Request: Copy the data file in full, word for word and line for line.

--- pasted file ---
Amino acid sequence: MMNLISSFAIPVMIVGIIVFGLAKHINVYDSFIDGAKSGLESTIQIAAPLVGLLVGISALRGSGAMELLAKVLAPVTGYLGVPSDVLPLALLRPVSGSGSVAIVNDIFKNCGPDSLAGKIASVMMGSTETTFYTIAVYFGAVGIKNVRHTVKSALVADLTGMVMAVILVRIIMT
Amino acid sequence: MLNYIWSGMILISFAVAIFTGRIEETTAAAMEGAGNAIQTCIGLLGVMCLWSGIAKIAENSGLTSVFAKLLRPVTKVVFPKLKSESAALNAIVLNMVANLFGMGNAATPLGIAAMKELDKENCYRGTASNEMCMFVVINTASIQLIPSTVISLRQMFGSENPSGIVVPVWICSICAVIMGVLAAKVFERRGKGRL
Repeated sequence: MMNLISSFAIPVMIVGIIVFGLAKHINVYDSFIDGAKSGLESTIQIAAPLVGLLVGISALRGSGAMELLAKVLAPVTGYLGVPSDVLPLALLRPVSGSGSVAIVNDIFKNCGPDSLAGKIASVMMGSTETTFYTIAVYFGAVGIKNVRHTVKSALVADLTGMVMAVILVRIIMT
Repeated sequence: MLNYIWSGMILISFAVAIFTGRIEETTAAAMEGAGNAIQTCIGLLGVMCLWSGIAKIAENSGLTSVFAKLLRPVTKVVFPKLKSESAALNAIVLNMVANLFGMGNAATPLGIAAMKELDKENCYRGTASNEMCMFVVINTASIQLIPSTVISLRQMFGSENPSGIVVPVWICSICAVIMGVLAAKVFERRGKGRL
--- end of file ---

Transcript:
Amino acid sequence: MMNLISSFAIPVMIVGIIVFGLAKHINVYDSFIDGAKSGLESTIQIAAPLVGLLVGISALRGSGAMELLAKVLAPVTGYLGVPSDVLPLALLRPVSGSGSVAIVNDIFKNCGPDSLAGKIASVMMGSTETTFYTIAVYFGAVGIKNVRHTVKSALVADLTGMVMAVILVRIIMT
Amino acid sequence: MLNYIWSGMILISFAVAIFTGRIEETTAAAMEGAGNAIQTCIGLLGVMCLWSGIAKIAENSGLTSVFAKLLRPVTKVVFPKLKSESAALNAIVLNMVANLFGMGNAATPLGIAAMKELDKENCYRGTASNEMCMFVVINTASIQLIPSTVISLRQMFGSENPSGIVVPVWICSICAVIMGVLAAKVFERRGKGRL
Repeated sequence: MMNLISSFAIPVMIVGIIVFGLAKHINVYDSFIDGAKSGLESTIQIAAPLVGLLVGISALRGSGAMELLAKVLAPVTGYLGVPSDVLPLALLRPVSGSGSVAIVNDIFKNCGPDSLAGKIASVMMGSTETTFYTIAVYFGAVGIKNVRHTVKSALVADLTGMVMAVILVRIIMT
Repeated sequence: MLNYIWSGMILISFAVAIFTGRIEETTAAAMEGAGNAIQTCIGLLGVMCLWSGIAKIAENSGLTSVFAKLLRPVTKVVFPKLKSESAALNAIVLNMVANLFGMGNAATPLGIAAMKELDKENCYRGTASNEMCMFVVINTASIQLIPSTVISLRQMFGSENPSGIVVPVWICSICAVIMGVLAAKVFERRGKGRL